Sometime in early July, news about more than a thousand pair of goggles being donated to what many would call ‘ticket-happy’ traffic police officers surfaced. Learning from my previous mistakes where I took things at face value, I decided to get the correct facts and googled.
My desire to check the facts subsequently proved useful. The revolutionary search engine Google, brainchild of Sergey and Larry, directed me to the Australian embassy site when I typed in the key words. There I found a press release which said a certain event had taken place at Tilganga Institute of Ophthalmology and a donation of 1300 pairs of ‘protective spectacles’ were made to the Metropolitan Traffic Office. I quickly realized that the verification process was indeed helpful. It also helped me understand what had been donated, which were certainly not ‘goggles’.
For the traffic cops, who I maintain have the most difficult job in the entire public sector, this perhaps was one big refreshing change, a perfect gift. With a uniquely designed frame and special glasses, the device helped prevent any kind of irritation to the eye. This again, I had verified, as I managed to try one for myself after talking to one of the cops. Unlike the popular perception of traffic cops being ‘rude’, this person from Sankhuwasava had been in this job for the last six years and he readily handed me one of his new acquisitions to try. On many occasions, I have heard people say how they have been harassed and issued those chits on some pretext but I am yet to come across someone who has been, what I would call, ‘genuinely harassed’.
These traffic police personnel have an arduous task at hand. They don’t just have to stand on the road under all conditions but also, at times, operate from a spot where he/she is subject to all possible forms of pollution. Yet, not many of us seem to empathize with their working conditions and instead, become hostile when asked to stop. Is it because they do not carry something like a gun that will make people freeze? To sum things up, I have a huge appreciation for the kind of work they do, especially given the conditions and circumstances they operate under.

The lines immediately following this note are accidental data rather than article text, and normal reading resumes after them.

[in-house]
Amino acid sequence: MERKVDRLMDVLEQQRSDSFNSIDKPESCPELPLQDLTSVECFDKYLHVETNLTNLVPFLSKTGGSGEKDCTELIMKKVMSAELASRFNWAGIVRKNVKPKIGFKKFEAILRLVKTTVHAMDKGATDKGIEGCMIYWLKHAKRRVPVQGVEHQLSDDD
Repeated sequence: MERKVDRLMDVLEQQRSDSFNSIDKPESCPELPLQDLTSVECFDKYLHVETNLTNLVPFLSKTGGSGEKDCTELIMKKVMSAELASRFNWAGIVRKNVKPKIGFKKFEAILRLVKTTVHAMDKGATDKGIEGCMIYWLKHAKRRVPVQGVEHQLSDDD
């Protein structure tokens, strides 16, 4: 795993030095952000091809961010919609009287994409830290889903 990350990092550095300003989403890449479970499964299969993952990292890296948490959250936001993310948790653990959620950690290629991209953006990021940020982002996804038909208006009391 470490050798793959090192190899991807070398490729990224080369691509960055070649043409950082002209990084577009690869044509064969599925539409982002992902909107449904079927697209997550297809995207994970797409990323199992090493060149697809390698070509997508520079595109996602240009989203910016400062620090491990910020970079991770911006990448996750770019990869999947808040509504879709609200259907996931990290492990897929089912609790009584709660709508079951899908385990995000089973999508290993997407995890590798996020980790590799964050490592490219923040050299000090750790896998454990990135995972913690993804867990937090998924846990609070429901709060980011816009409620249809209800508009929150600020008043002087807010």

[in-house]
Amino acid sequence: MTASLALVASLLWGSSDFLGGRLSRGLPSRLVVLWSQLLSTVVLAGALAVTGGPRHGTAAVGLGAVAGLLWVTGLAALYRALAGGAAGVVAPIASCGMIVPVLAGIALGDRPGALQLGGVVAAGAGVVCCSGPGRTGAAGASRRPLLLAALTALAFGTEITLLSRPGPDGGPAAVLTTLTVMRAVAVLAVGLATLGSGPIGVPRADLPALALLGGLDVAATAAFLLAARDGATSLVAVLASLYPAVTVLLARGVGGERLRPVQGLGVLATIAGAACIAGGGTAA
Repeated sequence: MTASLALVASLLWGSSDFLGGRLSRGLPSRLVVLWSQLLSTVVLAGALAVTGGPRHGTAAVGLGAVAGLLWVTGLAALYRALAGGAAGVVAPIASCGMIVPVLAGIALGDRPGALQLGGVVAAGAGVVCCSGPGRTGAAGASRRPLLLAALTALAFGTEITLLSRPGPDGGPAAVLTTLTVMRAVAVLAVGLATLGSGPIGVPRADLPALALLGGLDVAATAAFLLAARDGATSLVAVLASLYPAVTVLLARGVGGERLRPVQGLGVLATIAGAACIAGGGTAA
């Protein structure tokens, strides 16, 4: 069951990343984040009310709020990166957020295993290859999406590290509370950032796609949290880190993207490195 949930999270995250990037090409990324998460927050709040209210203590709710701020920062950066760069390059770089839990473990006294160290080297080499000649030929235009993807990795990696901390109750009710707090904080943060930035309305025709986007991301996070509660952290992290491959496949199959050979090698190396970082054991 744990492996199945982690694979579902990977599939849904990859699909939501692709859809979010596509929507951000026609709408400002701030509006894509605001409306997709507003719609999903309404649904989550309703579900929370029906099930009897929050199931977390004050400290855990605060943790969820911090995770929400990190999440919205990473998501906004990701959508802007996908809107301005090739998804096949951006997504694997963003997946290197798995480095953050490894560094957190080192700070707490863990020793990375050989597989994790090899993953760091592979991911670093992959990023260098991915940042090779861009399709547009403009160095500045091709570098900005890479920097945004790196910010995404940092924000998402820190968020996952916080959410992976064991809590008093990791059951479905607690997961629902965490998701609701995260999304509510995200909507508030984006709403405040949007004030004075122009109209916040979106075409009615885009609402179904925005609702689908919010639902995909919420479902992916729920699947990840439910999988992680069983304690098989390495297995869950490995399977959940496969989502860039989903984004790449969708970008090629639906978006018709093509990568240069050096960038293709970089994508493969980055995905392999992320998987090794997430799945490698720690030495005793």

However, the point here is not about the new ‘protective spectacles’ and their merits, but about the larger point of being overly dependent on ‘outside help’. The donation of these glasses somehow seems to symbolize the way we operate as a nation and citizens of the nation. I still do not know the cost of the glasses (the press release doesn’t have that mentioned) but time and again, we all have been hearing reports about how traffic cops have become prone to all sorts of diseases, particularly eye infections. I am sure we have all read stories in almost the major newspapers of the country about surveys conducted on this special group of people. All reports and surveys convey the same thing—that our traffic police have been working under dangerous conditions and are continuing to live life that way.
Now coming to the economics of it, I have friends who have at least been caught once for DUI and each of their stories is not about where or how they got caught but the number of people they would meet the other day at Baggikhana. On an average, there would be at least a hundred plus people and each one of them would pay a minimum fine of Rs. 1000. That alone makes one hundred thousand rupees per day. Now that’s quite an income considering the fact that there are numerous other fines under various heads for breaching one rule or another.
Our forte is waiting for events to happen—we are used to aids and donations to the point that we no longer feel shame.
Though we do appreciate the gesture of the Australian embassy, it is also something that embarrasses us. We all grew up hearing stories about how the effort of one man helped us unite all that which led to the formation of a sovereign country called Nepal, and yet there is no dearth of stories about how our economy is dependent on ‘donations’ or perhaps ‘aid’, if it sounds better, that we receive from countries all over. At times, it is obvious that we all exactly know what we need and what can be done and yet something stops us, just like in the case of ‘protective spectacles’. I am sure we have adequate resources to be able to buy our traffic cops these spectacles. But despite knowing there was a need, we chose not to. Our forte is waiting for events to happen—we are used to aids and donations to the point that we no longer feel shame. It’s almost as if we love waiting for angels to fall from heaven.
I wonder which embassy or agency will step up next to provide our traffic personnel with something as basic as drinking water bottles or even an engineer who would fix the dysfunctional traffic light system. We, of course, will continue waiting for help.